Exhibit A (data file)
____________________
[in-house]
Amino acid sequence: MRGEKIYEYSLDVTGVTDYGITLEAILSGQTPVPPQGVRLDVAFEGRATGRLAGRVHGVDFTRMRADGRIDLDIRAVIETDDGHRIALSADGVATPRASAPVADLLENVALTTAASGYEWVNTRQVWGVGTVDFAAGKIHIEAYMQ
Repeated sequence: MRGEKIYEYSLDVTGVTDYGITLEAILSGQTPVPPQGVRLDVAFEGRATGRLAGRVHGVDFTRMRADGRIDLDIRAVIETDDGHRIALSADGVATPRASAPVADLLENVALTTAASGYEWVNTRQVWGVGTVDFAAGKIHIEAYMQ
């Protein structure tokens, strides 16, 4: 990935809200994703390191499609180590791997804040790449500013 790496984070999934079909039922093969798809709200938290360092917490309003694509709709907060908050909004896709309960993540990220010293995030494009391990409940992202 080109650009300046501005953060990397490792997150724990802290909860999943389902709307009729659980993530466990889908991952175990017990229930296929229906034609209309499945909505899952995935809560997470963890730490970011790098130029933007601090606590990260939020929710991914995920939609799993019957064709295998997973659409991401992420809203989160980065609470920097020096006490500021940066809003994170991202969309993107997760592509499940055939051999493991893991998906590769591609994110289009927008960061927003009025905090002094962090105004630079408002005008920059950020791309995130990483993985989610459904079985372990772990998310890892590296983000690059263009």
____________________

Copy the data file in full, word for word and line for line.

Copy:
[in-house]
Amino acid sequence: MRGEKIYEYSLDVTGVTDYGITLEAILSGQTPVPPQGVRLDVAFEGRATGRLAGRVHGVDFTRMRADGRIDLDIRAVIETDDGHRIALSADGVATPRASAPVADLLENVALTTAASGYEWVNTRQVWGVGTVDFAAGKIHIEAYMQ
Repeated sequence: MRGEKIYEYSLDVTGVTDYGITLEAILSGQTPVPPQGVRLDVAFEGRATGRLAGRVHGVDFTRMRADGRIDLDIRAVIETDDGHRIALSADGVATPRASAPVADLLENVALTTAASGYEWVNTRQVWGVGTVDFAAGKIHIEAYMQ
């Protein structure tokens, strides 16, 4: 990935809200994703390191499609180590791997804040790449500013 790496984070999934079909039922093969798809709200938290360092917490309003694509709709907060908050909004896709309960993540990220010293995030494009391990409940992202 080109650009300046501005953060990397490792997150724990802290909860999943389902709307009729659980993530466990889908991952175990017990229930296929229906034609209309499945909505899952995935809560997470963890730490970011790098130029933007601090606590990260939020929710991914995920939609799993019957064709295998997973659409991401992420809203989160980065609470920097020096006490500021940066809003994170991202969309993107997760592509499940055939051999493991893991998906590769591609994110289009927008960061927003009025905090002094962090105004630079408002005008920059950020791309995130990483993985989610459904079985372990772990998310890892590296983000690059263009």